Salam Dawood Bhai
Thank you very much for your reply.
You said: None of us has any disagreement on such principles. The issue is what are the motives and the qualifications of those who want to reinterpret certain well-known words and terminologies of Quran. To this end, one needs to define for oneself as well as for others, why is it necessary to re-define a well-known Quranic word or terminology? I have not seen anyone making a good and clear case for such a need. What I have seen so far is some people, mostly Quran-only warriors, making broad assumptions and generalizations, full of errors and logical fallacies. (unquote)
Please get back to the fundamental question - what does the word salat means without referring to any coined meanings. Do we have a dictionary saying salat = ritual prayer which existed before Quranic revelation or in jahlia poetry? Otherwise it looks like that coined meanings were given in the post-Quranic dictionaries. Are we not supposed to follow Quran only? In my humble understanding there are no broad assumptions and generalizations rather getting back to the un-corrupted message of Quran.
Ritualism always evolve and we can see it still evolving - like salam and darood introduced before azan few decades earlier, eid milad-ul-nabi officially became third eid in text books of islamiat in Pakistan.
Dr. Shabbir has explained very well how islam was hijacked.
You said: In any language, the words not only have individual meanings, they have connotations and various shades which may change the meanings of those words the way those are used in a sentence. We can see many such examples in our own mother tongues. Arabic is neither my language and perhaps nor yours, we are more or less accidental venturers. Can a language be understood just having a recourse to some dictionaries containing root letters? If we answer this question honestly, the answer is obvious, yet it does not make us think twice. (unquote)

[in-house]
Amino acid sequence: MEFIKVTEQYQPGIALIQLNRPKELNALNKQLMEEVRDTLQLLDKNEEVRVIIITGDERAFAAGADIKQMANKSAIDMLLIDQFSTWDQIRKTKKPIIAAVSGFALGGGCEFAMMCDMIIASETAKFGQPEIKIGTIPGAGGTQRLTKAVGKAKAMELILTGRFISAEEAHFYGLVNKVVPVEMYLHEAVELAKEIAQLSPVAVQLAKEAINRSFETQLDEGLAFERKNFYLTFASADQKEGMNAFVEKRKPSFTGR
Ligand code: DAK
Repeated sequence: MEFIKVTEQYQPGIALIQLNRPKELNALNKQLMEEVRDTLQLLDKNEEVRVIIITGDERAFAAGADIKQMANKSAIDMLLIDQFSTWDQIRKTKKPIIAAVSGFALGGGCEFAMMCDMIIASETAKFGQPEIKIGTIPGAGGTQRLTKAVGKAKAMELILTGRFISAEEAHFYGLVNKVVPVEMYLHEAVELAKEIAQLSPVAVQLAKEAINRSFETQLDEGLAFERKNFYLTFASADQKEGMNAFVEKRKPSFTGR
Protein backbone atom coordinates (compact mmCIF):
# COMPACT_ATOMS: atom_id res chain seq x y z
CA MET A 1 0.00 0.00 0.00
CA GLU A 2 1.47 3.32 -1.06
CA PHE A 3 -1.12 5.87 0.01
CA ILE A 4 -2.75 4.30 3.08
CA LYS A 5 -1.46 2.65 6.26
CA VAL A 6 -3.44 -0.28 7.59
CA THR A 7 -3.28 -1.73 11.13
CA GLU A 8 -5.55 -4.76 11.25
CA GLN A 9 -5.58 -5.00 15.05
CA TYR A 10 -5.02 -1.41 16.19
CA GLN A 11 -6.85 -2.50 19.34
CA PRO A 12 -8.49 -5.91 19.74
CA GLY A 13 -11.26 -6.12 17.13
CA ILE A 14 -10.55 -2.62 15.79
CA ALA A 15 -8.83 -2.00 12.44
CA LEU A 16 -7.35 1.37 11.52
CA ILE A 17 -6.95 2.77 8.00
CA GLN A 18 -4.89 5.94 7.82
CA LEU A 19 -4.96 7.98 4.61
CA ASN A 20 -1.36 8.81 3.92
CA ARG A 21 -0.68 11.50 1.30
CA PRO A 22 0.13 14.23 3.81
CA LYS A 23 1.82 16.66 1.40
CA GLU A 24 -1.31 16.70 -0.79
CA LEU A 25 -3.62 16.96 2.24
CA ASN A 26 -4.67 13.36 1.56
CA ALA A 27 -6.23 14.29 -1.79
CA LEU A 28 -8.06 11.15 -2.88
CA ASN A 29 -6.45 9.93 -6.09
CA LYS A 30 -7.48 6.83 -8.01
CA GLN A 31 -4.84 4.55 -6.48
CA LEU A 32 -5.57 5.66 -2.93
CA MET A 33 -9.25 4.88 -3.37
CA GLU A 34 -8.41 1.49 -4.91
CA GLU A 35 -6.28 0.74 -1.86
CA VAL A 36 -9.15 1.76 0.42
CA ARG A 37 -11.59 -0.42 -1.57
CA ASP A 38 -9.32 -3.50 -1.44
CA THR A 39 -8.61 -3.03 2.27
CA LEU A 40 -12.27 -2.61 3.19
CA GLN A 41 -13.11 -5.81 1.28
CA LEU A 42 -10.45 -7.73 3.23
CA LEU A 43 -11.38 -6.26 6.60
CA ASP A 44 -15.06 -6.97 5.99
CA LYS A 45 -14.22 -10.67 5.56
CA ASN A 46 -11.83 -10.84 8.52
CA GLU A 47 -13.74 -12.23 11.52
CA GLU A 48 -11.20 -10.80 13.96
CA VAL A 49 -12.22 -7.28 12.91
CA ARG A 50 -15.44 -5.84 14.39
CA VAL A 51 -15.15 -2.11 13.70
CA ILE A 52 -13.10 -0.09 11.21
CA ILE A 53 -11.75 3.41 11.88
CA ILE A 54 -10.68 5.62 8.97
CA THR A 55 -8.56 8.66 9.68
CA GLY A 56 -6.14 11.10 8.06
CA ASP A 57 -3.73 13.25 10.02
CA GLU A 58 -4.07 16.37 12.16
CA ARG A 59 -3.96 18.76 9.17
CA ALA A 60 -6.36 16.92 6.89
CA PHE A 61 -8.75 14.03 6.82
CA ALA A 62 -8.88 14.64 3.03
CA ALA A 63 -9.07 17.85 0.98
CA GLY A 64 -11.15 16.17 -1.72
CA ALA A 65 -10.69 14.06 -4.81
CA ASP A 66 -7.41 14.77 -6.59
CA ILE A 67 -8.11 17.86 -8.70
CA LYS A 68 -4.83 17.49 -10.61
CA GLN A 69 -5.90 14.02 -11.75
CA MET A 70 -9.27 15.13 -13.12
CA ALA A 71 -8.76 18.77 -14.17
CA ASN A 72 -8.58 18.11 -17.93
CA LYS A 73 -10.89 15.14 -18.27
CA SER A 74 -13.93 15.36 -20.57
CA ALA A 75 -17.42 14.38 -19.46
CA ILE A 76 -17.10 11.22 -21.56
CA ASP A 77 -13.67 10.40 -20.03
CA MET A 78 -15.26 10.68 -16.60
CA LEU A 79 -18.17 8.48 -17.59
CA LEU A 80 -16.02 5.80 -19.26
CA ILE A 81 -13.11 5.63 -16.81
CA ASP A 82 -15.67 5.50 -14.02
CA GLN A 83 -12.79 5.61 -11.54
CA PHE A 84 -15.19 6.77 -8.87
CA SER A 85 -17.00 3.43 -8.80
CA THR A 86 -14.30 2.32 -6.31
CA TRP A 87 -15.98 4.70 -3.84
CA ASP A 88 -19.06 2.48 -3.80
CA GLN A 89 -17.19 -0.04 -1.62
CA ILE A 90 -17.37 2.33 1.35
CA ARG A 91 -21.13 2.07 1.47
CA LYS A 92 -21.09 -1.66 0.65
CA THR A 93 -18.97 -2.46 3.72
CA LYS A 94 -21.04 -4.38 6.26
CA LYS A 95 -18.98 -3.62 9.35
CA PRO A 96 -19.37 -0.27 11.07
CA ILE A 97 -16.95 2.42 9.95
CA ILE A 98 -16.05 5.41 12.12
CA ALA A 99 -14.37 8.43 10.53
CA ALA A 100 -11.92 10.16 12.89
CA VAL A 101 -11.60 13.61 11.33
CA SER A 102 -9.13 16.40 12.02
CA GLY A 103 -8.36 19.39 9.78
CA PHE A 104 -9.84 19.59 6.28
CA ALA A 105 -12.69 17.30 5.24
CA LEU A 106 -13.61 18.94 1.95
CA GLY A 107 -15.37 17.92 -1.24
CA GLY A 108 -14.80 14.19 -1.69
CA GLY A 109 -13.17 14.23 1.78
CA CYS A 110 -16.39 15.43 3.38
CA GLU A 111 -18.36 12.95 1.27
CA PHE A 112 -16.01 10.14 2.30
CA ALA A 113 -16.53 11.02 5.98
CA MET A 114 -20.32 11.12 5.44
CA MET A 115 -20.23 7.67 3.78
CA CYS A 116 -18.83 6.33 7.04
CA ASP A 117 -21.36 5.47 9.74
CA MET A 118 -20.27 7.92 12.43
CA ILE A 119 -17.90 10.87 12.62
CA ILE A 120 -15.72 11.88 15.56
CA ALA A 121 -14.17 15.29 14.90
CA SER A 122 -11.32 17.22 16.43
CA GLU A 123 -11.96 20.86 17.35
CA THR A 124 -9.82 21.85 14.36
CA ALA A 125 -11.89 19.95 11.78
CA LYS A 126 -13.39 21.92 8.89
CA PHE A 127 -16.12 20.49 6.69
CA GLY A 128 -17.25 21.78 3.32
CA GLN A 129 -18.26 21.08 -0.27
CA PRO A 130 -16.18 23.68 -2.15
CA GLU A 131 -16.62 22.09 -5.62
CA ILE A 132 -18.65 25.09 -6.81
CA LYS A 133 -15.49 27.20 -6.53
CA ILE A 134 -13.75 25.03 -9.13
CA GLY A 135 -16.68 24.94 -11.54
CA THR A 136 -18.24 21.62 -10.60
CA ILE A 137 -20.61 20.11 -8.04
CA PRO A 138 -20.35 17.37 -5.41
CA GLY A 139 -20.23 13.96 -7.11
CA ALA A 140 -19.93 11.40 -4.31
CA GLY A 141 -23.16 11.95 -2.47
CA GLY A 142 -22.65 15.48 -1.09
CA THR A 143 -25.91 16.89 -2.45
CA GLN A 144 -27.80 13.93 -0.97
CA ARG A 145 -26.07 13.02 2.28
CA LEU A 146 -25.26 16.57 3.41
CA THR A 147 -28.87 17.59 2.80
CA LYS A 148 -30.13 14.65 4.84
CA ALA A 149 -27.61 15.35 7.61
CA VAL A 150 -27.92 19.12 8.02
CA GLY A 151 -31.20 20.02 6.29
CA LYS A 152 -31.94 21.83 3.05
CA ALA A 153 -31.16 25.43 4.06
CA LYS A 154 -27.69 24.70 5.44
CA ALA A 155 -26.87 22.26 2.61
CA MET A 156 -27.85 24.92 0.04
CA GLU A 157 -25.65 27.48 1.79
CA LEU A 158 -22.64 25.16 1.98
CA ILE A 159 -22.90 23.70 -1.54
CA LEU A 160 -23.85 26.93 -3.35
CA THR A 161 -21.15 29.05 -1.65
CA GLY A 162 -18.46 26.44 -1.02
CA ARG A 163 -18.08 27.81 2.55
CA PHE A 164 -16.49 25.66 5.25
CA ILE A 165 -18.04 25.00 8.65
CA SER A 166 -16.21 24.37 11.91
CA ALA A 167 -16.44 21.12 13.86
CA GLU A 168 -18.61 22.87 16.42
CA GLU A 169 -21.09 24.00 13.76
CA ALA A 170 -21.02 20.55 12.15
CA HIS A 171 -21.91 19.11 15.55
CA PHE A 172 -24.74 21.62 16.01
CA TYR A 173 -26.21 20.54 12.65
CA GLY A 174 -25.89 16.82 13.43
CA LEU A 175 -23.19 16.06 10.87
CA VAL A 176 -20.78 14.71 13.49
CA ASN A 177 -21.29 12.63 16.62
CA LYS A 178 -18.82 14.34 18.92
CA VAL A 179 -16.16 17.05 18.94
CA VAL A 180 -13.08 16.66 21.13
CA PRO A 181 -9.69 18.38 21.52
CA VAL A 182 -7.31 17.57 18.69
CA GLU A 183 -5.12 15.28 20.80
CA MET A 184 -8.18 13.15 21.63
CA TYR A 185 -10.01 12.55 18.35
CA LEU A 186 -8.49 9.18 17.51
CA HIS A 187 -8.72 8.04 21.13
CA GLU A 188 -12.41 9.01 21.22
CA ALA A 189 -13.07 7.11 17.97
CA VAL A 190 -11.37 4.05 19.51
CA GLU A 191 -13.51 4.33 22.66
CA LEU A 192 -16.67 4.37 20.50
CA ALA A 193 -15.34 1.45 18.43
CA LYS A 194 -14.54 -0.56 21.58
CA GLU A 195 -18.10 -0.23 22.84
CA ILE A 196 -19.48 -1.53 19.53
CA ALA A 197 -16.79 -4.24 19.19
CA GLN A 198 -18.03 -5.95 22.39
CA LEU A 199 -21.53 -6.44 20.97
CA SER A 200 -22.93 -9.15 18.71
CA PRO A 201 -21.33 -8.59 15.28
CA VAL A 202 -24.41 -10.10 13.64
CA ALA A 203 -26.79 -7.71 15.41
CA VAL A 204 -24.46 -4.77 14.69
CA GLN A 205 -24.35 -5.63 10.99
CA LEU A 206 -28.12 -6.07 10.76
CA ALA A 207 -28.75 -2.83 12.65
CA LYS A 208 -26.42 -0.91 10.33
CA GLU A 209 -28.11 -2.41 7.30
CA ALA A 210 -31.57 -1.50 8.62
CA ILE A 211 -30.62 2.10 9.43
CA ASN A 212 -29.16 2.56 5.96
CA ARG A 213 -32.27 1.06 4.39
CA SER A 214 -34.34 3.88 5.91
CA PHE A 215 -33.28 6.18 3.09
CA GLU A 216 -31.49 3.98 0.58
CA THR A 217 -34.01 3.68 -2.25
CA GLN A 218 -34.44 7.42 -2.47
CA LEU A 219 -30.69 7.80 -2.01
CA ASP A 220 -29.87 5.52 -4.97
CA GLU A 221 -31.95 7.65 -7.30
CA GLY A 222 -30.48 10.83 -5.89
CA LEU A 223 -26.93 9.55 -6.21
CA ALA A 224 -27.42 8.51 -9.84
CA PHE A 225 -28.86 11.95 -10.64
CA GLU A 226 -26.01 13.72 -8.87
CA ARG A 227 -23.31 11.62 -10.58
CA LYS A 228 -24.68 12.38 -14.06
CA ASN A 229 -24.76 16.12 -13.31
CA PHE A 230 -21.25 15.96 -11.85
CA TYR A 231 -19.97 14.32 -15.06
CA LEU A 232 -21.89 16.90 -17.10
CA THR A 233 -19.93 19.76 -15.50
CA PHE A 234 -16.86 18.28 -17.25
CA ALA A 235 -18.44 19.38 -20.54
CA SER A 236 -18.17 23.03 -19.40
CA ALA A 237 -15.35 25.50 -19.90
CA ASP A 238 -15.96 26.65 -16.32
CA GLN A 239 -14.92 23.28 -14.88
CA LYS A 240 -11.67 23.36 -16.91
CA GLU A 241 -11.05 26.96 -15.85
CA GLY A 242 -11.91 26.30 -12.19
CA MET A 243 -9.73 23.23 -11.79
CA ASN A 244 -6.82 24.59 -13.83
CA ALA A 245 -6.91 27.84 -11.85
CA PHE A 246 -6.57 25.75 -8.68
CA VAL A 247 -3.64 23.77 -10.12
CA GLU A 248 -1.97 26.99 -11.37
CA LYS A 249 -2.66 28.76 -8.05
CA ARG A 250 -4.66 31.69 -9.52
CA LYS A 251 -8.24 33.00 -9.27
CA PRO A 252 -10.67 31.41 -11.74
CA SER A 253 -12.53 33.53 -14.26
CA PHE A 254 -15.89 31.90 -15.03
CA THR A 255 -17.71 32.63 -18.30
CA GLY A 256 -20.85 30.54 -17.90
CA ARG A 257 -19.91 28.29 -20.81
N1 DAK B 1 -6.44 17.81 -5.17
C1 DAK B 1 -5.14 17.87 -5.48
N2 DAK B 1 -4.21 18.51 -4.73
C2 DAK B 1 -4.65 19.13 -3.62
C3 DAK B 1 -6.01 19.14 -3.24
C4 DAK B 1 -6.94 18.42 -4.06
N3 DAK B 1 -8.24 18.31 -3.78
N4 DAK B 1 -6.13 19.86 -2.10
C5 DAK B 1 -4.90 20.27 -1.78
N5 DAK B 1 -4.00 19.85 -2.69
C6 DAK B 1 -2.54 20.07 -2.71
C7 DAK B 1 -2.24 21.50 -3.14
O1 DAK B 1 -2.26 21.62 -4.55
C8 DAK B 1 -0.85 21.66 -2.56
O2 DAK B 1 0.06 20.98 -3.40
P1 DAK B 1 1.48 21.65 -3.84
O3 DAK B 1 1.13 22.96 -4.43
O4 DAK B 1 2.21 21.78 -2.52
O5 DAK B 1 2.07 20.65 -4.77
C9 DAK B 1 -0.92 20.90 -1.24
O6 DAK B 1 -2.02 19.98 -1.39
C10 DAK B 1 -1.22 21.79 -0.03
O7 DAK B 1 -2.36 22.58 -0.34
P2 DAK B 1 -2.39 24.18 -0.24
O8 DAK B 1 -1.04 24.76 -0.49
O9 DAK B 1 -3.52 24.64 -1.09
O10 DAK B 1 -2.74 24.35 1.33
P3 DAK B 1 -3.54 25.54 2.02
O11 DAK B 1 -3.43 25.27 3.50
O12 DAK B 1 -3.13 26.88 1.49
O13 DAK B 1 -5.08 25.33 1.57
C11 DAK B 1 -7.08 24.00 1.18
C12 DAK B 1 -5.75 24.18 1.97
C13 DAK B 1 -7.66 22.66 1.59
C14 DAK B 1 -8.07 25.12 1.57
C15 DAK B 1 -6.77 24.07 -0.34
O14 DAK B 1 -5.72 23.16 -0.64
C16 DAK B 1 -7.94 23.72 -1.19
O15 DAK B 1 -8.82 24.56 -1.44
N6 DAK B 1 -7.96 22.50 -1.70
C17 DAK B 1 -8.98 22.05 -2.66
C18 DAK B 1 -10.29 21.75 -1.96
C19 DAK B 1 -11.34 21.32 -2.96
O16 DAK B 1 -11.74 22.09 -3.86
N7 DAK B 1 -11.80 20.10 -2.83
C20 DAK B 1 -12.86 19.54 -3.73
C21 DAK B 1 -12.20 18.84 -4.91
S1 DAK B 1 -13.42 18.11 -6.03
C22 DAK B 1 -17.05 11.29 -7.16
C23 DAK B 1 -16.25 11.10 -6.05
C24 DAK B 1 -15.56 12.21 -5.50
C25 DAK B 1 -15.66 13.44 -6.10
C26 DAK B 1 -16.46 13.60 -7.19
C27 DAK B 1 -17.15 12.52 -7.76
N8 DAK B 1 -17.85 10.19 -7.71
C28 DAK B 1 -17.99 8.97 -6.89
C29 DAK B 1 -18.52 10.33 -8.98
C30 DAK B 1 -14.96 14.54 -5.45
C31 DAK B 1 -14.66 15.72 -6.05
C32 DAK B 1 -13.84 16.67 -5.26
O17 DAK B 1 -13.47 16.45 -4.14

Dawood Bhai it took me many years to understand the fact that Arabic language cannot be misused. Its root based system of meanings is so strong that no one can play with it. In the presence of original text we can safely get to the original meanings of each and every term used in the Quran. If we leave the basics of the language then of course anyone can coin any meanings of the words. The language existed before the revelation of the Quran and people understood the Quranic terms in their original meanings. Dictionaries with adopted/coined meanings were written long after the revelation.
You wrote:To be clear, my methodology is: (i) basic meanings from root letters, mostly given in lexicons, (ii) usage of the same word in quran at different places, called tasreef, (iii) words/phrases used next to the word in question and how lexicons may have defined such usage, (iv) the context, and (v) how it has been understood and used by the people who spoke this language. If I have left something, I am willing to take it into consideration as well, provided someone makes a case for it. (unquote)
I can agree with your methodology from (i) to (iv) but not with (v) which can be rephrased as " how people were made to understand and use the coined meanings of the Quranic words." Remember how Shafi convinced the sheeple that hadith is a must to understand Quran. And then hadith became a source of rituals making the Quran "Mahjoor" (25:30)
You wrote: If the above is any guide, then Salat = prayer has been understood, practiced by masses since Ibrahim. Same is quoted in lexicons and other classic language sources. If you believe in the above, why is then the need for new meanings? Show me one example when, where, and how Salat has been distorted by the Arabs? (unquote)
I am sorry Dawood Bhai but you have not shown any evidence that salat=prayer since Ibrahim's time, other than blind following of masses of adopted meanings given in lexicons written long after the revelation of the Quran.